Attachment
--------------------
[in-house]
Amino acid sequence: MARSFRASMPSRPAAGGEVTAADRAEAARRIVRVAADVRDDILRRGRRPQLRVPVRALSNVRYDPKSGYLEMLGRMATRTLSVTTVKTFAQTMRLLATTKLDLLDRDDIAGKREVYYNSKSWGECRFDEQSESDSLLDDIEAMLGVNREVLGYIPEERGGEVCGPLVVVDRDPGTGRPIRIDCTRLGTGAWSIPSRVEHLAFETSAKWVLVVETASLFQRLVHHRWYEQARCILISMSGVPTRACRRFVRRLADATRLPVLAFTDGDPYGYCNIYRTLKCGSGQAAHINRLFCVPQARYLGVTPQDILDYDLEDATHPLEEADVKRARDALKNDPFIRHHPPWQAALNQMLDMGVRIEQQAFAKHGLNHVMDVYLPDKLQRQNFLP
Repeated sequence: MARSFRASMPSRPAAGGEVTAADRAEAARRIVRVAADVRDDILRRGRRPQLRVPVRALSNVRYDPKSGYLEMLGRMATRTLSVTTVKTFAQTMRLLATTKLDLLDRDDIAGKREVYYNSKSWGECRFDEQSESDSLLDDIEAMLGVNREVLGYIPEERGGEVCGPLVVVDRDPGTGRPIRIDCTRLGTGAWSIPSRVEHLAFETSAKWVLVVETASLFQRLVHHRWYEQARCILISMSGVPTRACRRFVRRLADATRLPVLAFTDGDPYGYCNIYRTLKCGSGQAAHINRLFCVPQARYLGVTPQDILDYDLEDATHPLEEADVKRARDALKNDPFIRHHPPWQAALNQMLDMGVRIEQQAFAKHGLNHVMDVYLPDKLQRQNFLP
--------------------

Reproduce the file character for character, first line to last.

[in-house]
Amino acid sequence: MARSFRASMPSRPAAGGEVTAADRAEAARRIVRVAADVRDDILRRGRRPQLRVPVRALSNVRYDPKSGYLEMLGRMATRTLSVTTVKTFAQTMRLLATTKLDLLDRDDIAGKREVYYNSKSWGECRFDEQSESDSLLDDIEAMLGVNREVLGYIPEERGGEVCGPLVVVDRDPGTGRPIRIDCTRLGTGAWSIPSRVEHLAFETSAKWVLVVETASLFQRLVHHRWYEQARCILISMSGVPTRACRRFVRRLADATRLPVLAFTDGDPYGYCNIYRTLKCGSGQAAHINRLFCVPQARYLGVTPQDILDYDLEDATHPLEEADVKRARDALKNDPFIRHHPPWQAALNQMLDMGVRIEQQAFAKHGLNHVMDVYLPDKLQRQNFLP
Repeated sequence: MARSFRASMPSRPAAGGEVTAADRAEAARRIVRVAADVRDDILRRGRRPQLRVPVRALSNVRYDPKSGYLEMLGRMATRTLSVTTVKTFAQTMRLLATTKLDLLDRDDIAGKREVYYNSKSWGECRFDEQSESDSLLDDIEAMLGVNREVLGYIPEERGGEVCGPLVVVDRDPGTGRPIRIDCTRLGTGAWSIPSRVEHLAFETSAKWVLVVETASLFQRLVHHRWYEQARCILISMSGVPTRACRRFVRRLADATRLPVLAFTDGDPYGYCNIYRTLKCGSGQAAHINRLFCVPQARYLGVTPQDILDYDLEDATHPLEEADVKRARDALKNDPFIRHHPPWQAALNQMLDMGVRIEQQAFAKHGLNHVMDVYLPDKLQRQNFLP